Dear Chair and Members of the Board:
As General Manager of King County Metro, I am writing to provide comments on the Architectural and Transportation Barriers Compliance Board’s Draft Revisions to the Americans with Disabilities Act (ADA) Accessibility Guidelines for Buses and Vans, published
November 19, 2008 at 73 FR 69592.
King County Metro, a division of King County, Washington, operates a fleet of about 1,300 vehicles including standard and articulated coaches, electric trolleys, dual-powered buses, hybrid diesel-electric buses, streetcars and paratransit vans that serves an annual ridership of over 100 million within a 2,134 square file area.
King County Metro submitted detailed comments to the Board’s 2007 draft, but would like to reiterate a few of the major concerns with the latest draft.
The access standards for transportation vehicles should not exceed those for architectural standards
King County Metro believes that without comparable requirements adopted for architectural standards and the public rights-of-way, incremental increases in public transit vehicle requirements would provide no meaningful improvement to persons with disabilities. It may, in fact, by creating additional financial burden on transit authorities, mean a decrease in overall availability of public transit.
The definition of a common wheelchair should not be abandoned
Abandoning this definition would create substantial uncertainty over the transportability of mobility aids among vehicle manufacturers, suppliers, transit agencies and wheelchair providers. Without clear regulations, transit agencies are left with setting arbitrary maximums without sound evidence or rationale for their decisions, and this would foster disputes over compliance.
Automated stop announcement requirements should include a phase-in period and hardship and small fleet exceptions
King County Metro strongly recommends that there be some accommodation provided to transit agencies given the expense and complexity of implementing automated stop announcements. In 2010, King County Metro will have this capability, so we understand the difficulties and challenges these systems can create for transit agencies. We would propose this requirement be waived if a system can demonstrate that the stop announcement by operators is meeting the needs of their disability community. Further, we believe this requirement should not apply to agencies using less than 100 vehicles in the peak. We also support that a reasonable phase-in period be granted to any size transit agency.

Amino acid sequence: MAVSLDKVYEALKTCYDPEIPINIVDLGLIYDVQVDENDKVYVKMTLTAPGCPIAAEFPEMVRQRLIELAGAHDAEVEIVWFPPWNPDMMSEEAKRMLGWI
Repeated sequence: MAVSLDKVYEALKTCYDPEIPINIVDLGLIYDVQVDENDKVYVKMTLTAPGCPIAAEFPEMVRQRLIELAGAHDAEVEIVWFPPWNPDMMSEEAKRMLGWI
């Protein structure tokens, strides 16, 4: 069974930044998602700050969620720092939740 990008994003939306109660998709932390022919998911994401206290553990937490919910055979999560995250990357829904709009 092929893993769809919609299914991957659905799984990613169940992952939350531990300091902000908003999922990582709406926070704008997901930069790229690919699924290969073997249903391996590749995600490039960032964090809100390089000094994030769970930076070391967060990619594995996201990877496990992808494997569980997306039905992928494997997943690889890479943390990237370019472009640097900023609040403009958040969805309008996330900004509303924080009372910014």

The proposed changes are premature
This is the most significant comment. In discussions within our agency and those we have had with other agencies, it is this comment that comes up repeatedly. Lack of details in the recommendations themselves, as well as the lack of supporting research, leaves many questions about the feasibility, wisdom and practicality of the recommendations. In addition, the increase gained in accessibility is minimal for some of these recommendations. In the best of financial times, these recommendations would be difficult to achieve given the present capabilities of the design and manufacturing industry. In our present financial climate, the financial burden seems unnecessary given the effort that will need to be expended by the transit agencies to pay for the development of new technology, as well as the lack of a competitive field of vendors for reasonable pricing to be achieved.
King County Metro prides itself on its responsiveness to all our customers’ unique needs, from being an early developer of the first lifts used in transit buses, to equipping all buses with bicycle racks, and having one of the largest van pool programs in the country. We will continue to strongly support innovative approaches to accessibility and desire to work with you in continuing your efforts.
King County Metro Transit
Click here to see the attached file.